FRIDAY, THE KENTUCKY FARMER AND BREEDER MARCH 16, 1906. Los Angeles, Cal., March 4, 1906. The management of Ascot Park decided on Wednesday last .to extend the meeting just three days, closing it up on the 17th day of Ireland I should say of March. But for the recent scandals brought up by some disgruntled horsemen and shown to any serious foundation, be without there was a probability of fifteen days extra being given. But in view of the unfavorable comments made by the Times and Express, the directors of the association concluded merely to round out the week, ending it up on a Saturday instead of a Wednesday. The '"scandal" came to an ending on Wednesday last by a session of the Jockey Club directors, who acquitted Mr. James W. Brooks of any and all charges made against him as manager, and Mr. Edward Jasper of any and all charges against him as official handicapper. John J. McCaf-fert- y was supended for one year for administering dKigs to the horse called The Huguenot, and Charles E. Durnell was suspended for a similar term for racing the horse 'Alderman Batt two races in his training shoes and getting him well beaten, so that on his next outing he got 25 to 1 against him and won the race with the greatest ease. The three judges were present at the investigation Messrs. Hamilton, Cole and Pomeroy. The first named of these gentlemen got hold of the blacksmith's books who did the plating for Mr. Durnell's horses, anji, when the case of Alderman Batt came before the board, Col. Hamilton asked: "Mr. Durnell, did you have Alderman Batt plated for his race of December 21?" "Yes, sir." "And did you have him plated again on the 2'th, when he ran last but one?" "Yes, sir." "And then," continued Col. Hamilton, "you had him plated on the 26th, when he won at such long odds?" "Yes, sir. "Well, Mr. Durnell," said Hamilton, "here is the account of your blacksmith against you, in his own handwriting, and all marked paid. The only charge for plating any horse in your possession for the last week in that month is for plating Alderman Batt on December 26th, when he won, showing most conclusively that he ran the two prior races in his training shoes." Fate of Others Undecided. This settled Mr. Durnell, and the sworn affidavits of three veterinary surgeons, to the effect that they sound traces of heroine a drug used to simulate horses in the body of The Huguenot on the day that Durnell took him out of a selling race, to get evidence against his owner, was what settled the sate of John J. McCaffer-tJust what disposition will be made of Charles T. Boots, Frank Van Meter and Harry McDaniel for preferring groundless charges against Manager Brooks, has not yet transpired, but that something will be done to them at the end of the meeting is very evident to me. A gentleman well versed in racing matters at the North said to me yesterday: "This association can not afford to quarrel with the owner of any large stable or with his trainer. It needs horses and lots of them, too. Is it does not have big fields of starters it can not rent stalls to bookmakers at $20 per race; and you know, as well as I do, that the bookies are the track's principal source of revenue. Hence I predict that all these penalties will be remitted at the close of the meeting. Is they were not afraid of offending owners, why did they not rule off Dr. Leggo for crooked running here? You know, as well as I do, that he does not belong to either Charley McCafferty or to G. W. Wilson, in whose name he won the Ascot Derby of 1905. He belongs to Adolph Spreckels, who is good for at to the stake entries least twenty-fiv- e races here in every year. Is he had belonged to me or to you nothing would g expulsion." luie saved him from "So you think that these rulings made here against the two McCafferty brothers, Charles Durnell, F. T. Wood and others will all be rescinded before the opening of another meeting do you?" 'I certainly do. They need their horses here and can not get along without them," he replied. "Then they will have to get along without the services of Col. Archie Hamilton as presiding judge," was my answer, "for he is a man who is slow about imposing punishments, but when he does hand them out he expects them to stand." y. life-lon- Van Meter's Charges. Frank Van Meter charged that Brooks ordered J. M. Glass, the track superintendent, to soak the track on the race benight before the tween Bearcatcher, iCruzados and Hand-zarrthe latter being Van Meter's property. He claimed that Bearcatcher's best races were run on heavy tracks and that Handzarra needed a dry track at least. He also claimed that he went to George Rose, who is the second largest stockholder in Ascot Park, and got him to countermand Mr. Brooks' order. When Glass was put upon the stand, under oath, he denied having received any instructions from Brooks, except to make the track as fast as possible, as he wanted to see the track record broken, is such a thing could be done. As Mr. Brooks and Chief Glass have never been on very good terms and have barely spoken for the past two years, this testimony of his disposes pretty effectually of Mr. Van Meter's charge, as well as of the gentleman himself. I certainly do not expect to see him here again. Garnett Ferguson was one of the witnesses examined also. He testified that he was the owner of the horse Bearcatcher; that his horse ran his best races on a dry track; that he had notified Mr. Brooks that he would scratch his horse is the track should be muddy on the day designated for the race, and gave it as his belies that his horse never could have won the race except under exactly such conditions as prevailed on that day. three-corner- a, Complaint of Boots. Now as to Mr. Charles T. Boots, owner of Borghesi and all the other sons of imp. Brutus. In his complaints against Mr. Jasper, the handicapper, and Mr. Brooks as well, he places himself in a most anomalous position, as he has won the three most valuable handicaps run here and each of them under an increase of weight. The Riverside Handicap, at one mile, was run on the 9th day of December and won by Mr.' "Boots' horse Borghesi with 103 pounds in the saddle. On the 3rd day of February the same horse won the Ascot Handicap (the most valuable of all races run at this meeting) with 108 pounds, and, to wind up the story, lugged off the Ascot Cup, two miles, in 3:27, with 118 pounds up. Now where does that man's grievance rightfully originate? My own belies is that Borghesi could have won the 115 and the Cup with Ascot Handicap with Re122, even is he is not a big horse. member that Hermis is less than 15 hands high and yet holds the best American record for a mile when weight is considered. My prediction is that Mr. Boots will hereafter be persona non grata at this place, just as he is at Oakland and Ingleside.. He will not be ruled off, but will be quietly informed that his horses are not needed here any more; and the eloquent and emphatic words of Mr. Edward Duke will be quoted: "Take 'em home." The man for whom I feel sorry in this matter (and I may add the only one of the lot) is Harry McDaniel, who trains the Tichenor stable. I have known him many years and have always sound him truthful and polite as he is capable. That he should have allowed himself to be led into this auarrel between Durnell and McCafferty is regretted by many and by none as much as himself. Might Have Been Prevented. Some of this trouble might have been prevented, to my notion, had the gov erning body of Ascot Park "taken the bull by the horns" in the earlier stage of the game and got the two principals in this warfare together, saying to them in un$ istakable language: "Look here, now. You two fellows are making a great deal of trouble and it may not end here. You are liable to drag, others into your,', quarrels and this club will be the real,J3iffei?er in the long run. We have trouble" 'enough already with two cranky newspapers sighting us at every stage of the game and we don't want any more. Either patch up your differences and end this incessant bother right here and and now, or else take yourselves your horses away from our track." In my humble belies that would have ended the row at once, for McCafferty knew he could ,not race his horses at Oakland, and Ascot Park was the only place in California where they could earn their hay and oats. There would have been an immediate cessation of hostile movements and the. sport would have been the cleaner and. in every way the better for it. As it is, Mr. Brooks and Mr. Jasper have been sully exonerated, Mr. but the talk is not yet ended. McCaffer- , The Kentucky Racing Association offers three stakes for its spring meeting, to be held at Lexington April 23 to May 1, inclusive. One of them is for s another for s and the third for and upwards. The entries close Monday, April 2. To each stake a thousand dollars is added; each has an entrance see of ten dollars, with fifty additional to start. The stake is very properly called the Senorita, in compliment to Capt. Brown's stock farm in this county. It is run at sour and a half furlongs, with weight conditions compelling a penalty of three pounds to the winner of a sweepstakes, five pounds to the winner of two sweepstakes, and allowing maidens five pounds. The Phoenix Hotel Stakes is a renewel of that "well known classic, and this year, as in times past, it will no doubt offer a correct line on the Kentucky Derby, which is run a week later at Louisville. It is at a mile and of a race a sixteenth. of $1,500 in 1906 are allowed five pounds, of a race of $1,000 in 1905 or 1906, ten pounds, and maidens fifteen pounds. The Distillers' Handicap, for and upwards, is likewise the renewal of a classic that has been associated with the Lexington course for many years. It is run at one mile and the official weights will be announced by the handicapper three days before the race is run. Winners of others than a selling purse, aster the announcement of the weights, will be penalized five pounds. three-year-old- s, three-year-old- Non-winne- three-year-ol- Comparison With Last Year. It will be remembered that last year sour stakes were given the three that are offered this year, with an additional, stakes, known as the Lexington Stakes. Under this arrangement the Lexington Stakes was for colts and geldings and the Senorita Stakes for sillies. The same amount of money was added last year as this, except in the case of the Phoenix Hotel Stakes, ty's horses, racing in the name of J. A. Wernberg, are standing idly in their stalls, and the Durnell stable is also in a condition of "inocuous desuetude," while the entire stable of M. H. Tichenor & Co. is to be sold at public auction at the track on the 10th of this month. The stable of C. T. Boots is still here, but contains only sour horses. A rumor prevailed on Tuesday last to the effect that Mr. Boots had sold Borghesi for $10,000 to Barney Schrei-be- r, and on the following day the rumor was partially contradicted, to the effect that Adolph Spreckels was the real purchaser, but I have no confirmation of either report. Bannockburn as a Sire. Barney Schreiber has a good colt in Horace E., by Bannockburn, out of Miss Lynah. He won his fourth victory, yesterday, in the Santa Monica Stakes, at five furlongs, Allerion being second and Kilter third. We had three watches on the race in the timers' stand. Mr. E. R. Smithmade it 1:00, Mr. Ryan stopped on 1:00, and my watch, which does not split, seconds, so we hung out made it 59 1:00 as the corrected time. In any event, it was a very fast race, for the winner was the only one to carry 118 pounds, as against 110 on Allerion and 111 on the Holland colt. The winner is a very handsome chestnut colt with a narrow blaze, and has a most mechanical way of handling "himself. He got off fourth in a field of six and made all the running aster In the first furlong had been traversed. the last furlong he merely cantered and could have easily covered the distance in 59 seconds had he been urged at all. I am particularly pleased at the success of this colt for the sake of his sire, who was an ideal race horse in any country. The race was worth over $1,900 to the winner. This is the best showing made for several years by any horse from the Blair Athol branch of Stockwell blood, in America at least, although it has been at the head of affairs in Australia for several seasons through Lochiel and Clan Stuart. Is others of Bannockburn's get do as well hereafter, we may expect the handsome brown horse at Woodlands to occupy a very prominent place among HIDALGO. our native sires. 3 which had a value of five hundred dollars greater than now applies. A telegram to the manager of The Kentucky Farmer and Breeder from Mr. M. J. Winn, president of the American Turf Association, on last Saturday stated that the Association at its monthly meeting at New Orleans had just-- confirmed the dates originally granted the Lexington track and that the meeting would be held here April 23 to May 2, as previously announced. It is in accordance with this announcement that the stake entry blanks are being gotten out. The stakes will close on Monday, April 2, and with the enthusiasm and sentiment that all horsemen feel about the Lexington track, there can be little doubt that an excellent entry list will be secured. Subscription List. About $400 has been subscribed since the report of subscriptions last week, and there will no doubt be othei subscriptions within the next several days. A full list of those subscriptio-- j as they have thus far come in sollows: $fc00.00 Phoenix Hotel Company Lexington Railway Company .... 400.00 Lexington Brewing Company .... 300.00 Col. Milton Young, McGrathiana Stud 150.00 J. N. Camden, Jr., Hartland Stud.. 100.00 Clay, Runnymede Stud.. 100.00 Col. E. F. T. C. McDowell, Ashland Stud 100.00 C. F. McMeekin, Oakland Stud 100.00 Leland Hotel 100.00 100.00 Stoll & Co 100.00 Stoll & Hamilton 100.00 Home Construction Co 100.00 Hendricks Bros Bluegrass Traction Company 100.00 G. D. Wilson 100.00 100.00 E. L. March Leonard Hotel 50.00 Company Combs Lumber 50.00 Cigar Stand Phoenix Hotel 50.00 D. Purcell 50.00 J. 50.00 Hinde & Baker, Millcreek Stud Lexington & Eastern R. R. Co. . . . 50.00 50.00 Graves, Cox & Co C. F. Brower & Co 50.00 50.00 Smith, Watkins & Co 50.00 Hagyard, Bryan & Shannon 25.00 Barnes & Hall 25.00 E. T. Graves 25.00 Reed Hotel 25.00 Kaufman, Straus & Co Bluegrass Commission Co 25.00 25.00 Kearns & Brandt R. H. Anderson, Tea's Over Stud.. 25.00 25.00 Victor Bogaert 10.00 J. H. Wilson & Bro Lexington Drug Company 10.00 10.00 Fred J. Henitz 10.00 John B. Payne 10.00 King & Metzger 10.00 F. T. Justice & Co '10.00 Lexington Roller Mills Co 10.00 R. Lee Cassell Total $3,330.00 . Mr. Paul J. Rainey, the young Cleveland turfman who owned the unfortunate Yan- kee Consul, will not be deterred in his quest of turf honors by the lamentable death of the promising son of Sempro-niu- s. He will campaign a select string on the Eastern tracks this year, as last, under the name of the Tippah Farm Stable. The well known Lexington trainer, J. W. May, who prepared Highball for his various victories, will again be in charge of the string. There are the Heaslip and Toots Mook, and Chestnut the following two year-oldcolt by imp. Deceiver Lydia II.; chestnut silly bySt. Leonards Veva (half sister to Delhi); chestnut colt by Gold Heels Sister Tenny; bay colt by Belvidere imp. Lucasta (half brother to Lux Casta); chestnut colt by Sir Dixon Kismet (half brother to Whimsical); chestnut silly by imp. Mirthful Brune. The Sir Dixon Kismet colt is at the Lexington track in the stable of Jack Baker. The remainder of the string is at Memphis, having been shipped from here several weeks ago. three-year-old- s, s: It is stated that Barney Schreiber, the Missouri breeder and turfman, who has had a most successful winter season in California, will race an extensive string at the Eastern trades the coming summer. It is his present plan to ship Dr. son of BanGardner, the nockburn Uarda, to Memphis for the Tennessee Derby, come from there to Lexington, then on to Louisville for the Kentucky Derby, and from Louisville to go East. three-year-o-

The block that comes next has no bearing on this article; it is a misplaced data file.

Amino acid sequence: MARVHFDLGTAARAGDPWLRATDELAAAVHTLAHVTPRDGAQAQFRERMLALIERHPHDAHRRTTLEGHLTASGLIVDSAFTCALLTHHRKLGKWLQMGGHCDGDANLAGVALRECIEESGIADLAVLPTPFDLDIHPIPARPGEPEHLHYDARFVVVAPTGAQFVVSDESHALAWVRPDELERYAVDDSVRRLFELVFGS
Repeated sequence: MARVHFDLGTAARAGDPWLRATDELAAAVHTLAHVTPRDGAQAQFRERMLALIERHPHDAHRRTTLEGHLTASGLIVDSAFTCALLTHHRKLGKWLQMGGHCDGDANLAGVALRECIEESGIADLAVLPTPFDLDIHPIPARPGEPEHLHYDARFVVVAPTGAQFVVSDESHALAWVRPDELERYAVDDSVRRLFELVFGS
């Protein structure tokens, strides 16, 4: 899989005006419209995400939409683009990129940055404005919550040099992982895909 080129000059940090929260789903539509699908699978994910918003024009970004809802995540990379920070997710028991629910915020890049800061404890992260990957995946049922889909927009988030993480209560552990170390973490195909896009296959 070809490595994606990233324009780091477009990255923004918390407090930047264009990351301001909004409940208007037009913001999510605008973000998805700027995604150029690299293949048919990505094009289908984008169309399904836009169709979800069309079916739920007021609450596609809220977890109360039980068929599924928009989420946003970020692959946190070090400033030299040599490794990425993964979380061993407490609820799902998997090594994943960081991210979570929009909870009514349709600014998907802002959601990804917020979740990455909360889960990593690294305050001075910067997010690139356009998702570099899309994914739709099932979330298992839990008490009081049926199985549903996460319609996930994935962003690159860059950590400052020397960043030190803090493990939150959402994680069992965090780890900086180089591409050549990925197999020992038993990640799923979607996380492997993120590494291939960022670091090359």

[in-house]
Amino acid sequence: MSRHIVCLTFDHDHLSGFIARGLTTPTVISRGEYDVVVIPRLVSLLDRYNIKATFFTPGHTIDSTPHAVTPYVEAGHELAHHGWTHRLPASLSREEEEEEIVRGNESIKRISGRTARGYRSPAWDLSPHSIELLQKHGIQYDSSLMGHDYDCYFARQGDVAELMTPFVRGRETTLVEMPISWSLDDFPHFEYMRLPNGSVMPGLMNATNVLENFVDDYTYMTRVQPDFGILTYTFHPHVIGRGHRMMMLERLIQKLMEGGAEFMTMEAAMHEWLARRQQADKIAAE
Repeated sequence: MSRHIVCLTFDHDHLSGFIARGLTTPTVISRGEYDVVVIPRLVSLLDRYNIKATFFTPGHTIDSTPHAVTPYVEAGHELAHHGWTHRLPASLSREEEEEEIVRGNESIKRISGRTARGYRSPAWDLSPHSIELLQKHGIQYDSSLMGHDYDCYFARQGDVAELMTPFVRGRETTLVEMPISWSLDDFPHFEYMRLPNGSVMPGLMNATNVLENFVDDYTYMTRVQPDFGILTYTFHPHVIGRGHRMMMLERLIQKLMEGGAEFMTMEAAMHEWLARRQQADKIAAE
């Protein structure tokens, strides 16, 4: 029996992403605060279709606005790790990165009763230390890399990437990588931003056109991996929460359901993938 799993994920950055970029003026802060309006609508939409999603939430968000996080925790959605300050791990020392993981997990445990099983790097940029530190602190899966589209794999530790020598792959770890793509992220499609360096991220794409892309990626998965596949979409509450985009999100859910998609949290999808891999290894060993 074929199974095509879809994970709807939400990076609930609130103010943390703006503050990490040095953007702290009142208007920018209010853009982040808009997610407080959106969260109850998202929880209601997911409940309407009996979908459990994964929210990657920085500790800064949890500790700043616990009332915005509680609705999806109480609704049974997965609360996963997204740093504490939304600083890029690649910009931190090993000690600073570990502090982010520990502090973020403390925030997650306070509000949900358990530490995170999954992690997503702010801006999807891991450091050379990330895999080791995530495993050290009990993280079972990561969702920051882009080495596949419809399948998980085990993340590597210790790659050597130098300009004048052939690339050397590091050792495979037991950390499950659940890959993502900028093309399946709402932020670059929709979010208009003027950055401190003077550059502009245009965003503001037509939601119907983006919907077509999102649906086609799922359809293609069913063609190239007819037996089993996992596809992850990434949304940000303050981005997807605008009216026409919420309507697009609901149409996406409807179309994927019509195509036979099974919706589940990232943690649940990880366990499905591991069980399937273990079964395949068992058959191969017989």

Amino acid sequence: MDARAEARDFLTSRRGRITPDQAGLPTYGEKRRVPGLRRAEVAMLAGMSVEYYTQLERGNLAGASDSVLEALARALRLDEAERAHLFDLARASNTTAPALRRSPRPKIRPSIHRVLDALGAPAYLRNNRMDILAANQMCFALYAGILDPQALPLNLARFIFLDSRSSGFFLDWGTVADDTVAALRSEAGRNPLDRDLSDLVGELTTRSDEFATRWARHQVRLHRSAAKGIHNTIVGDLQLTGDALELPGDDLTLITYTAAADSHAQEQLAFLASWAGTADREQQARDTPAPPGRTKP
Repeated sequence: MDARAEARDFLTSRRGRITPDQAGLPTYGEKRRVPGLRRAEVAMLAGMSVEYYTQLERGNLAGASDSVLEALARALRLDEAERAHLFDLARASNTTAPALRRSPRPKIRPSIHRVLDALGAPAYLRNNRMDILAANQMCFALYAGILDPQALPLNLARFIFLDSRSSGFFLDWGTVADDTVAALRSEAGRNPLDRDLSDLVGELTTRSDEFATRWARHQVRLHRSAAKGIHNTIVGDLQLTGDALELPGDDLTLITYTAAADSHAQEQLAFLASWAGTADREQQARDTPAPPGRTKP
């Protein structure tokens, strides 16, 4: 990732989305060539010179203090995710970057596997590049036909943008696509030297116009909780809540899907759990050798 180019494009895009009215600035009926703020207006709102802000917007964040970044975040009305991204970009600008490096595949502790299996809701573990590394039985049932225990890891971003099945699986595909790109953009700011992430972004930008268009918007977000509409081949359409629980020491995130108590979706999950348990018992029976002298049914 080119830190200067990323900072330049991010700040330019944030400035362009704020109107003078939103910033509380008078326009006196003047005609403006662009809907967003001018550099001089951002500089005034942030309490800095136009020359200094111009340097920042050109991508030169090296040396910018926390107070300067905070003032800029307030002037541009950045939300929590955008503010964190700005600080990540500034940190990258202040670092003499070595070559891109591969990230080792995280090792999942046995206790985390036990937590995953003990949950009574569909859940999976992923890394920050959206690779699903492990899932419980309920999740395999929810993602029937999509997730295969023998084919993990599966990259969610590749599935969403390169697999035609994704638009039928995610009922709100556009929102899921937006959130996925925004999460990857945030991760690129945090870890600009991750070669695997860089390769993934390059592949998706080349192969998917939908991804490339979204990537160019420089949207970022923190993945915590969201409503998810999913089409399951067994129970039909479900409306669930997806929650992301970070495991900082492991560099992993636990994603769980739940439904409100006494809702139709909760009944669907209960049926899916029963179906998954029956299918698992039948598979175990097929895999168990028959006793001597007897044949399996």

Hosted by the University of Kentucky

Contact us: kdl-help@kdl.kyvl.org

Contributors: